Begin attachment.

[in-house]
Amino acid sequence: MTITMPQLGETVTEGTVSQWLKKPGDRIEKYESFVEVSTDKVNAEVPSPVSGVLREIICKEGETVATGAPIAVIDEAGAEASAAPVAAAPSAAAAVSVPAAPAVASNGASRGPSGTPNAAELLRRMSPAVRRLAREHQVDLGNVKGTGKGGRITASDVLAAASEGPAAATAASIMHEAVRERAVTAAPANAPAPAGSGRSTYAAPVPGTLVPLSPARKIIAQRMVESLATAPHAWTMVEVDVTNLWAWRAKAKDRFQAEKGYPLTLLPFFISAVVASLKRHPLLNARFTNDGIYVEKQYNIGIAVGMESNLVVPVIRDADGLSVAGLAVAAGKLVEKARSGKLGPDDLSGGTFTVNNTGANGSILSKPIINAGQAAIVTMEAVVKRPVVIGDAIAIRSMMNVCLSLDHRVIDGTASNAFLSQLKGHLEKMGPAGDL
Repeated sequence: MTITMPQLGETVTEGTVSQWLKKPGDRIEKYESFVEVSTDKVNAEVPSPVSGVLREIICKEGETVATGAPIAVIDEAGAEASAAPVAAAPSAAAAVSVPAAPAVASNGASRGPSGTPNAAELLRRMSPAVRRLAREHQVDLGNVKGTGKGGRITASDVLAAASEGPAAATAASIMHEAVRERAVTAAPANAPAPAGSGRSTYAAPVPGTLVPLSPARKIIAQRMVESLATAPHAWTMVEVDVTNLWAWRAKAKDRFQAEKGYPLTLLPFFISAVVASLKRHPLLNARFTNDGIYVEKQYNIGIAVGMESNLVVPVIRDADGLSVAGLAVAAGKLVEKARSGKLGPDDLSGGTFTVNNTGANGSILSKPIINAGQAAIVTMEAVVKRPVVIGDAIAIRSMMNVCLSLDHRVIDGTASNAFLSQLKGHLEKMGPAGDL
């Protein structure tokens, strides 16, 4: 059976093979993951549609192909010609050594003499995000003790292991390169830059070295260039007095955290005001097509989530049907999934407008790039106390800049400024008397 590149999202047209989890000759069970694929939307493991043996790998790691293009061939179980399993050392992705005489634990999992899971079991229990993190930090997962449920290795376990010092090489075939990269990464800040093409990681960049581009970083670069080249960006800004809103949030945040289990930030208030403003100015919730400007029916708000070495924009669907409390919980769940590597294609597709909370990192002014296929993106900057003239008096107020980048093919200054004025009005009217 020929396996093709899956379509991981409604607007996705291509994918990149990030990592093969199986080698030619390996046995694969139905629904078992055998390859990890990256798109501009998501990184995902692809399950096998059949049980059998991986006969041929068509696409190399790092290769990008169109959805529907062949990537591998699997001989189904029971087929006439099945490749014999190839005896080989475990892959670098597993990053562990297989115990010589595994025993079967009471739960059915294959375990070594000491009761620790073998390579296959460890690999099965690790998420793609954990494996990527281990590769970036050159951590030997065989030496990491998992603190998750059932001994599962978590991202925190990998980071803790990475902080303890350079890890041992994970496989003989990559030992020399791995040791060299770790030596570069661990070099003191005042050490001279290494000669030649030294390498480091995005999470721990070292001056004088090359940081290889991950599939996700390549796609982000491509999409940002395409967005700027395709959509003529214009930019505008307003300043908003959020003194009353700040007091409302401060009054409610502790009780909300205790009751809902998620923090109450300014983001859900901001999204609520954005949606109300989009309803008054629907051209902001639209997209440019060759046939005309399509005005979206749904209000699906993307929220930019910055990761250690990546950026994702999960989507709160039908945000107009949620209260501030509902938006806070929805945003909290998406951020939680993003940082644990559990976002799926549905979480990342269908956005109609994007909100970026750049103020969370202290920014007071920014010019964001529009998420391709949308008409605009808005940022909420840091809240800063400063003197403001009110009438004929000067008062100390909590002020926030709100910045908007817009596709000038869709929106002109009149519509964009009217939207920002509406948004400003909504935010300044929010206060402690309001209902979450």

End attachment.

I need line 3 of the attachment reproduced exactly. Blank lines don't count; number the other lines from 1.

Repeated sequence: MTITMPQLGETVTEGTVSQWLKKPGDRIEKYESFVEVSTDKVNAEVPSPVSGVLREIICKEGETVATGAPIAVIDEAGAEASAAPVAAAPSAAAAVSVPAAPAVASNGASRGPSGTPNAAELLRRMSPAVRRLAREHQVDLGNVKGTGKGGRITASDVLAAASEGPAAATAASIMHEAVRERAVTAAPANAPAPAGSGRSTYAAPVPGTLVPLSPARKIIAQRMVESLATAPHAWTMVEVDVTNLWAWRAKAKDRFQAEKGYPLTLLPFFISAVVASLKRHPLLNARFTNDGIYVEKQYNIGIAVGMESNLVVPVIRDADGLSVAGLAVAAGKLVEKARSGKLGPDDLSGGTFTVNNTGANGSILSKPIINAGQAAIVTMEAVVKRPVVIGDAIAIRSMMNVCLSLDHRVIDGTASNAFLSQLKGHLEKMGPAGDL